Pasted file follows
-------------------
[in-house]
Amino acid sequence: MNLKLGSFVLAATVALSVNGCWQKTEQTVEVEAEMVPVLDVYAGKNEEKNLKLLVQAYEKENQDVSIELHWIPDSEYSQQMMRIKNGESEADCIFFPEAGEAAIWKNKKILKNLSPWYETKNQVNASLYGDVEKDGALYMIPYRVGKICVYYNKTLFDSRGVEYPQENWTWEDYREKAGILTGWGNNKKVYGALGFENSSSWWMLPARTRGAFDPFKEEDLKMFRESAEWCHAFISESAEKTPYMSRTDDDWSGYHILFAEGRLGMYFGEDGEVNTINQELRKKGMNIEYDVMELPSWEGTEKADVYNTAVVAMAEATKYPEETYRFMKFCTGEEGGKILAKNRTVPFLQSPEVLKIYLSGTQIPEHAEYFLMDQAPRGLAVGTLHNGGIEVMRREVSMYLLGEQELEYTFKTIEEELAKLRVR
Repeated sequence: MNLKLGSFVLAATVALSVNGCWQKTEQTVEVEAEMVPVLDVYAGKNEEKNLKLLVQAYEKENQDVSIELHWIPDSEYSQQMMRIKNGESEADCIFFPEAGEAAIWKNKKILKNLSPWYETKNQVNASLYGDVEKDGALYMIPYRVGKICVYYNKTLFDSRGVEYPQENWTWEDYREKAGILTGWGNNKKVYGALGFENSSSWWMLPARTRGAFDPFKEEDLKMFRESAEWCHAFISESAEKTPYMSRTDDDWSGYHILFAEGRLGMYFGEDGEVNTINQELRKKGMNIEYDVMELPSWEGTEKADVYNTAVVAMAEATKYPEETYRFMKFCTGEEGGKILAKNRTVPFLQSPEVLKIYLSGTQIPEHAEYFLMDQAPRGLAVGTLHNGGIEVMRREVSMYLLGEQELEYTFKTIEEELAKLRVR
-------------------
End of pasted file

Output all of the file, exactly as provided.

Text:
[in-house]
Amino acid sequence: MNLKLGSFVLAATVALSVNGCWQKTEQTVEVEAEMVPVLDVYAGKNEEKNLKLLVQAYEKENQDVSIELHWIPDSEYSQQMMRIKNGESEADCIFFPEAGEAAIWKNKKILKNLSPWYETKNQVNASLYGDVEKDGALYMIPYRVGKICVYYNKTLFDSRGVEYPQENWTWEDYREKAGILTGWGNNKKVYGALGFENSSSWWMLPARTRGAFDPFKEEDLKMFRESAEWCHAFISESAEKTPYMSRTDDDWSGYHILFAEGRLGMYFGEDGEVNTINQELRKKGMNIEYDVMELPSWEGTEKADVYNTAVVAMAEATKYPEETYRFMKFCTGEEGGKILAKNRTVPFLQSPEVLKIYLSGTQIPEHAEYFLMDQAPRGLAVGTLHNGGIEVMRREVSMYLLGEQELEYTFKTIEEELAKLRVR
Repeated sequence: MNLKLGSFVLAATVALSVNGCWQKTEQTVEVEAEMVPVLDVYAGKNEEKNLKLLVQAYEKENQDVSIELHWIPDSEYSQQMMRIKNGESEADCIFFPEAGEAAIWKNKKILKNLSPWYETKNQVNASLYGDVEKDGALYMIPYRVGKICVYYNKTLFDSRGVEYPQENWTWEDYREKAGILTGWGNNKKVYGALGFENSSSWWMLPARTRGAFDPFKEEDLKMFRESAEWCHAFISESAEKTPYMSRTDDDWSGYHILFAEGRLGMYFGEDGEVNTINQELRKKGMNIEYDVMELPSWEGTEKADVYNTAVVAMAEATKYPEETYRFMKFCTGEEGGKILAKNRTVPFLQSPEVLKIYLSGTQIPEHAEYFLMDQAPRGLAVGTLHNGGIEVMRREVSMYLLGEQELEYTFKTIEEELAKLRVR